When they're done (and Agent Fillmore stops him precisely at 4:58 pm, even though he's mid-flow about the proper versus improper uses of MTAC--and the less said about video games the better--giving herself two minutes to get her things together and go), Tony pulls open his top drawer and grabs the Tylenol, popping the cap and shaking out two pills. He stares at them for a couple of seconds and then tosses them in his mouth, taking a swig from his cup. At least, he would have taken a swig were the cup not empty. Tony flails McGee-ward, his hatred of the chalkiness of the tablets overriding any other concerns.

Tim scoops up his water bottle and throws it over. Tony catches and drinks, grateful.

"Hey," says McGee, once Tony's re-capped the bottle. "Keep it," he adds as Tony offers it back to him. "Do you want to go get dinner?"

It's an innocent enough query, they do it all the time these days--it used to be an occasional thing, but after Ziva didn't come home it was kind of a weird time and they stuck together, the two of them, and dinner became a regular event, something Tony even looked forward to--but today Tony can barely hold back a flinch. Point of fact, given Tim's stricken look, quickly buried, he probably didn't do well on the holding-back thing after all.

"Forget it," says Tim, stuffing things in his backpack and not meeting Tony's eyes. "You probably have plans, what with starring in the rescue fantasy of every single female in a ten-block radius. Go. Make the most of your fifteen minutes."

Tony's divided between folding his arms and saying in his best digging-in-heels voice, "I don't want to," and asking for the names, numbers and vital statistics of the women most likely and it's like something's ripped, right down the middle of him, torn edges failing to match up. He claps his hands over his ears and squeezes his eyes shut until the black boils into blood red, and it's not until McGee shoves him into a chair and tugs his hands away that Tony realizes he'd expected them to be covered in brain matter.

"Tony, man, what is wrong with you? Is it the drugs? I thought you got a clean bill of health?"

Tim's squatting in front of him, hands warm around Tony's wrists and he's looking up at Tony with eyes that yell concern and it's not helping at all.

"I'm okay, McRatchet," says Tony, forcing a smile and twisting his wrists loose. "My head hurts, I need to sleep. I'll be good as new in the morning."

"Not all new things are good," says Tim, using the arms of Tony's chair to push himself to his feet. His torso brushes Tony's knees and Tony wonders if repeatedly punching himself in the face with his desk will help to drive the headache away. "I mean, baconaisse? Whoever thought of that should be made to stand trial at the UN. Crimes against humanity."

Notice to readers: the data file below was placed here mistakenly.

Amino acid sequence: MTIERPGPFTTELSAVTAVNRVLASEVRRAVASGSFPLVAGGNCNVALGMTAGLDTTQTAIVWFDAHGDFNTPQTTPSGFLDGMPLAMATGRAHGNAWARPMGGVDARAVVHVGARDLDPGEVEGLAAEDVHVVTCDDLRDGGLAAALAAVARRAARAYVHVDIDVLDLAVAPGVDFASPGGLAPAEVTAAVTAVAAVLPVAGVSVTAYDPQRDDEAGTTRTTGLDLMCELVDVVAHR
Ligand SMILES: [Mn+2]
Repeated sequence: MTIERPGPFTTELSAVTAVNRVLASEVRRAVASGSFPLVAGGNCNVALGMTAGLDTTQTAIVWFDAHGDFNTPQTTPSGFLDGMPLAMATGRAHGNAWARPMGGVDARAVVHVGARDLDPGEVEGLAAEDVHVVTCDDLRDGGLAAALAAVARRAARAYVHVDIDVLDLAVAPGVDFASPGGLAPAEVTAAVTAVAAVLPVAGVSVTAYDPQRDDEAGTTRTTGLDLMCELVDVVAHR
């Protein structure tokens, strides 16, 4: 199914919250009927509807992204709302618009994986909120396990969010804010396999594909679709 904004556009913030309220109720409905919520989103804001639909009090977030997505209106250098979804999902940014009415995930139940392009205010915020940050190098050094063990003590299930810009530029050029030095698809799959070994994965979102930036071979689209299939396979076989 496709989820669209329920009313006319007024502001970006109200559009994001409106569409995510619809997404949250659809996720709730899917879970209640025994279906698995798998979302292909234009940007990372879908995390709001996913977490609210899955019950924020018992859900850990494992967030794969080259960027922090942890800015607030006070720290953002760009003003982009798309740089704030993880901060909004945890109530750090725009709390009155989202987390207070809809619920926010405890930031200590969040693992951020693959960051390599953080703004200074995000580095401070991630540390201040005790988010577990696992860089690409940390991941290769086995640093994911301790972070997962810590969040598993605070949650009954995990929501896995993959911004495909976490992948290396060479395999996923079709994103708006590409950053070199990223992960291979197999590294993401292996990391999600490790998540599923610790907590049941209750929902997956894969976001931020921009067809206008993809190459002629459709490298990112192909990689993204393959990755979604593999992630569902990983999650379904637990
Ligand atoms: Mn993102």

"Come now, Probie, you never know when you'll find yourself in a situation that requires the application of both bacon and mayonnaise. This way you get to solve your problem with only one item. It's good for the environment."

"I'm pretty sure it isn't." McGee is back at his desk now, scooping up his backpack. "You want a ride home? You really don't look so good."

Tony knows the answer is no, is even pressing the tip of his tongue to the roof of his mouth to make the 'n' sound and still--somehow--he manages to say, "Yeah, thanks. Rush hour driving and me are probably not the best mix right now." He could kick himself for not getting the hell out of Dodge, but what's the point? It's not like he'd notice the extra ouch-factor.

They drive in silence. Tim usually has the radio tuned to some all-talk-no-action station (even on his best days the jabber jabber jabber drives Tony demented) but his hand doesn't even stray close to the controls. He doesn't speak either, leaving Tony alone except for the thousand kung-fu experts who don't seem to want to part company, no matter how much Tylenol he swallows. He's a considerate guy, the Probie, even when he's hiding it under layers of bitching and moaning.

Tony leans his head against the cool glass of the window and sneaks a peek at Tim. He's not quite frowning with concentration, and Tony can't understand why he'd want to drive stick in a place like DC where the traffic barely even gets to a crawl six hours out of every twenty-four. From this distance, and in the sharp-lit glare from the cars in front of them, the cut by Tim's eye stands out, a livid reminder of what they went through. Tony's throat is dry and his mouth is full of sand.

Here is a secret nobody knows: Tony hates personal revelations, really hates them. He figures that if you know yourself badly enough to be blindsided by something that now seems achingly obvious, then you probably deserve the sleepless nights and metric tonne of sappy introspection that usually follow random epiphanies. Just don't be holding anything hot when you have one. Tony knows himself pretty well, actually--enough to be who he wants to be when he wants to be it--and it isn't all knowledge that's been easy to come by. So he shouldn't have to go through this shit as well, he should have figured it out before, dealt with it before it became something. Only now it's too late.